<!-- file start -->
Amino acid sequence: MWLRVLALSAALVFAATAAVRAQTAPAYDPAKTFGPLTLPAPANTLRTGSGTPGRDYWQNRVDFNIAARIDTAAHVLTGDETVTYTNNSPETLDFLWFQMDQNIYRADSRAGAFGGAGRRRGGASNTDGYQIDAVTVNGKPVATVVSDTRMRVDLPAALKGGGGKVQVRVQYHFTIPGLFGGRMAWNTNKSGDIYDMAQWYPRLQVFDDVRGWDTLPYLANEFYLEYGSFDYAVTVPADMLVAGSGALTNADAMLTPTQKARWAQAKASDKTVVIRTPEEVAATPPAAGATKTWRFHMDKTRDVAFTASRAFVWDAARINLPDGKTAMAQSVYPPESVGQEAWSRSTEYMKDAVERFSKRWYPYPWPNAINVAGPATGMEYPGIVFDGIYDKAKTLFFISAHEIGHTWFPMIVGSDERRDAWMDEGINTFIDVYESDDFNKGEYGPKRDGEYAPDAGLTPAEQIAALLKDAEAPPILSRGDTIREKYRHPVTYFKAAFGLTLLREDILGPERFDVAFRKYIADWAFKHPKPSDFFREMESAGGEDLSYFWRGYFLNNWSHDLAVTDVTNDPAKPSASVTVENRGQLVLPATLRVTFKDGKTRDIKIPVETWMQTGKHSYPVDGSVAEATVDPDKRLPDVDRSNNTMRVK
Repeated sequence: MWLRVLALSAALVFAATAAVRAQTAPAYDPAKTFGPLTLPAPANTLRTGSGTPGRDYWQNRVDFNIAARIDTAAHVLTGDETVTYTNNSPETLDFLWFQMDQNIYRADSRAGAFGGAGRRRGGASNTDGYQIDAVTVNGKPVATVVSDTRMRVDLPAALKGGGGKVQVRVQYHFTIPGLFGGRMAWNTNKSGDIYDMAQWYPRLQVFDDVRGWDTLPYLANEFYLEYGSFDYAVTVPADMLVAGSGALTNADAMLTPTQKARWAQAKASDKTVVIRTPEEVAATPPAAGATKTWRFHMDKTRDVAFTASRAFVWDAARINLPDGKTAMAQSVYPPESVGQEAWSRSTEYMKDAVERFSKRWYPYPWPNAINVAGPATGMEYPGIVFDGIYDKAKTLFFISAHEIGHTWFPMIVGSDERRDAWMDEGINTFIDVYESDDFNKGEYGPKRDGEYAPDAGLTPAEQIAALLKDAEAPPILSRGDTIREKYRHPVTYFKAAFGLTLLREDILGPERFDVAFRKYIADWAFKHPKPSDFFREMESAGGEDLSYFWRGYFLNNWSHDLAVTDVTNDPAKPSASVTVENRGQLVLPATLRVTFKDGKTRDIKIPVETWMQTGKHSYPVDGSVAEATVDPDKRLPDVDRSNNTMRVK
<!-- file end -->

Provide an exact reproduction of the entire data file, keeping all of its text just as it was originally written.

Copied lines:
Amino acid sequence: MWLRVLALSAALVFAATAAVRAQTAPAYDPAKTFGPLTLPAPANTLRTGSGTPGRDYWQNRVDFNIAARIDTAAHVLTGDETVTYTNNSPETLDFLWFQMDQNIYRADSRAGAFGGAGRRRGGASNTDGYQIDAVTVNGKPVATVVSDTRMRVDLPAALKGGGGKVQVRVQYHFTIPGLFGGRMAWNTNKSGDIYDMAQWYPRLQVFDDVRGWDTLPYLANEFYLEYGSFDYAVTVPADMLVAGSGALTNADAMLTPTQKARWAQAKASDKTVVIRTPEEVAATPPAAGATKTWRFHMDKTRDVAFTASRAFVWDAARINLPDGKTAMAQSVYPPESVGQEAWSRSTEYMKDAVERFSKRWYPYPWPNAINVAGPATGMEYPGIVFDGIYDKAKTLFFISAHEIGHTWFPMIVGSDERRDAWMDEGINTFIDVYESDDFNKGEYGPKRDGEYAPDAGLTPAEQIAALLKDAEAPPILSRGDTIREKYRHPVTYFKAAFGLTLLREDILGPERFDVAFRKYIADWAFKHPKPSDFFREMESAGGEDLSYFWRGYFLNNWSHDLAVTDVTNDPAKPSASVTVENRGQLVLPATLRVTFKDGKTRDIKIPVETWMQTGKHSYPVDGSVAEATVDPDKRLPDVDRSNNTMRVK
Repeated sequence: MWLRVLALSAALVFAATAAVRAQTAPAYDPAKTFGPLTLPAPANTLRTGSGTPGRDYWQNRVDFNIAARIDTAAHVLTGDETVTYTNNSPETLDFLWFQMDQNIYRADSRAGAFGGAGRRRGGASNTDGYQIDAVTVNGKPVATVVSDTRMRVDLPAALKGGGGKVQVRVQYHFTIPGLFGGRMAWNTNKSGDIYDMAQWYPRLQVFDDVRGWDTLPYLANEFYLEYGSFDYAVTVPADMLVAGSGALTNADAMLTPTQKARWAQAKASDKTVVIRTPEEVAATPPAAGATKTWRFHMDKTRDVAFTASRAFVWDAARINLPDGKTAMAQSVYPPESVGQEAWSRSTEYMKDAVERFSKRWYPYPWPNAINVAGPATGMEYPGIVFDGIYDKAKTLFFISAHEIGHTWFPMIVGSDERRDAWMDEGINTFIDVYESDDFNKGEYGPKRDGEYAPDAGLTPAEQIAALLKDAEAPPILSRGDTIREKYRHPVTYFKAAFGLTLLREDILGPERFDVAFRKYIADWAFKHPKPSDFFREMESAGGEDLSYFWRGYFLNNWSHDLAVTDVTNDPAKPSASVTVENRGQLVLPATLRVTFKDGKTRDIKIPVETWMQTGKHSYPVDGSVAEATVDPDKRLPDVDRSNNTMRVK